By Elizabeth McKinney, Partner
English, Lucas, Priest and Owsley, LLP
After you’ve completed your divorce, chances are, you want nothing to do with any more legal documents, courts or attorneys. It’s understandable. It’s a big process that can take a lot of time, and many find it to be exhausting.
But you do have one more step to do as soon as your divorce is complete: change your will. I cannot stress enough how crucial this is – and how much it needs to be attended to right away.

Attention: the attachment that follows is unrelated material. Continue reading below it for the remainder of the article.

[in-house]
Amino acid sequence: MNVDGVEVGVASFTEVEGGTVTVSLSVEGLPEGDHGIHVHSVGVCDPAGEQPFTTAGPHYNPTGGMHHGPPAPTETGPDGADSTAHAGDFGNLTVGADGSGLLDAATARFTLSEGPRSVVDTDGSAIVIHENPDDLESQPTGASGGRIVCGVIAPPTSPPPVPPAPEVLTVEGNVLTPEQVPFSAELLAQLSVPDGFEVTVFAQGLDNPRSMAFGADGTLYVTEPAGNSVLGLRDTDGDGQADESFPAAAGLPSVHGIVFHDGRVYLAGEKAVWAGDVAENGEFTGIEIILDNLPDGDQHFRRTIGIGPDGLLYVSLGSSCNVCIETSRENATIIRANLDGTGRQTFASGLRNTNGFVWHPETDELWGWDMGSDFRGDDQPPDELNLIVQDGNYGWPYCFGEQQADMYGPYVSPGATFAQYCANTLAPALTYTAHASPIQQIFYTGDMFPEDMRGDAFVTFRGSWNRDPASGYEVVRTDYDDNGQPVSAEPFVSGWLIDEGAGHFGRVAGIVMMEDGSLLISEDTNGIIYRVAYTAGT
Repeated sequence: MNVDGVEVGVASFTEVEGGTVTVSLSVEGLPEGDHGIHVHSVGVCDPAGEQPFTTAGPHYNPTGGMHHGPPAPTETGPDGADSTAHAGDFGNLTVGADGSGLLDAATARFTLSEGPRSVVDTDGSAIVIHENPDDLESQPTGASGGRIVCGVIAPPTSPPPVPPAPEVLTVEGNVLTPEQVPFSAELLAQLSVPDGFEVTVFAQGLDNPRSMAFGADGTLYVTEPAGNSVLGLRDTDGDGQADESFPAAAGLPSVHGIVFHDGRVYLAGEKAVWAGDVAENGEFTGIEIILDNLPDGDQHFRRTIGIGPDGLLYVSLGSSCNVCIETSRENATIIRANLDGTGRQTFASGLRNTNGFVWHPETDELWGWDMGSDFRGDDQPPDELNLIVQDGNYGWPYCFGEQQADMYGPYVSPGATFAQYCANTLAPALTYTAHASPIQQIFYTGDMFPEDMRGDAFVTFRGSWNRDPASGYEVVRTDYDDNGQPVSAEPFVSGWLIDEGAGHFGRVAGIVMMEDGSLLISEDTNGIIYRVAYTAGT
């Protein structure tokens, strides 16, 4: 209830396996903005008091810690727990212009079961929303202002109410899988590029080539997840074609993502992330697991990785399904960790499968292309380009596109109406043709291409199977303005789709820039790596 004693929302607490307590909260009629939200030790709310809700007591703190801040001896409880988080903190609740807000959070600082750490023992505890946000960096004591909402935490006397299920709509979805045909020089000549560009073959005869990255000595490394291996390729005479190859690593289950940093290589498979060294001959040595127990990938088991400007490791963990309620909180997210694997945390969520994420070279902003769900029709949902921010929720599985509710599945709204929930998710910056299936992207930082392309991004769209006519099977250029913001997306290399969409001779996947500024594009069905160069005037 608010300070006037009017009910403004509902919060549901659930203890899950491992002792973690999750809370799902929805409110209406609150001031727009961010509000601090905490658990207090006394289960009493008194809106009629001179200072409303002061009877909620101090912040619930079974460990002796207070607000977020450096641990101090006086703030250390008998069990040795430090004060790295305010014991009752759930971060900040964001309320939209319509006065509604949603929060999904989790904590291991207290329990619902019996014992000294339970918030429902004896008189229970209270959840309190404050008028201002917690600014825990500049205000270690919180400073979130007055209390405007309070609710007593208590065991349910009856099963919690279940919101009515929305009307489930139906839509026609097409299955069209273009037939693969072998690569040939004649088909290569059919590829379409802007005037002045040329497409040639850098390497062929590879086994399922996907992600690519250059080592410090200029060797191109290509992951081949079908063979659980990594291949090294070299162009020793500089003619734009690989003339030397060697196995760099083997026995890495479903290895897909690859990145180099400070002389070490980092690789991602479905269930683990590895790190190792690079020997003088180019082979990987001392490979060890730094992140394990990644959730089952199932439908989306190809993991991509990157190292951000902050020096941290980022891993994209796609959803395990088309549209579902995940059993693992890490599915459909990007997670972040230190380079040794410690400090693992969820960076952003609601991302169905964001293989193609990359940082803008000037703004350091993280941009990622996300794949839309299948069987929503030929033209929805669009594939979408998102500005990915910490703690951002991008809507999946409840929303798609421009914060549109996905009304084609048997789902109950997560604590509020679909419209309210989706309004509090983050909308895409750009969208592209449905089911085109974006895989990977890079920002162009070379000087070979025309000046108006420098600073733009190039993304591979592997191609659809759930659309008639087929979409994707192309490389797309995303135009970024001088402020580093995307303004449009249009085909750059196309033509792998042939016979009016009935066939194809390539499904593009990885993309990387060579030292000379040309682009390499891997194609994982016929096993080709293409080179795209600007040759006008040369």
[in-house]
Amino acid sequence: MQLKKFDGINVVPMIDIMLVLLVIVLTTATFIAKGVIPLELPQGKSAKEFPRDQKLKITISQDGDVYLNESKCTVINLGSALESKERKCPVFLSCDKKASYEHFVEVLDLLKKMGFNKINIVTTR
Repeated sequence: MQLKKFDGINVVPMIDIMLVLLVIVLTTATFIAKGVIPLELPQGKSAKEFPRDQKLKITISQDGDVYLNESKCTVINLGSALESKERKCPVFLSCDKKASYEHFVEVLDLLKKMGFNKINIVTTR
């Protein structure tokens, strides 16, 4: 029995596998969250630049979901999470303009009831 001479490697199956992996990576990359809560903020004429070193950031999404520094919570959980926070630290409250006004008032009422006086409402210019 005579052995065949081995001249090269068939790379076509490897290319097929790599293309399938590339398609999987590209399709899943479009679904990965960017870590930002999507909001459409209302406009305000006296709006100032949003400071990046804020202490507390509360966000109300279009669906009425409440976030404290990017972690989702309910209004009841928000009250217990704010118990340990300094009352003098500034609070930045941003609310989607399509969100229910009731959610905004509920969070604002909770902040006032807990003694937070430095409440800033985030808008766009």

Most people create a will around the time their first child is born as a way of ensuring that their child’s welfare and their assets are protected. Typically, each spouse will leave everything to the other spouse. If you die, and your will is still in place from a time before you divorced, it will still be in force. Your ex will receive all of your assets. When a divorce becomes final, Kentucky law does automatically revoke the provisions of a will which provide for a distribution to a spouse, or appointment of the spouse as executor, trustee, or other fiduciary appointments. Nevertheless, it is important to update your will after a divorce to designate who receives your assets, who serves as executor, etc. in place of the former spouse.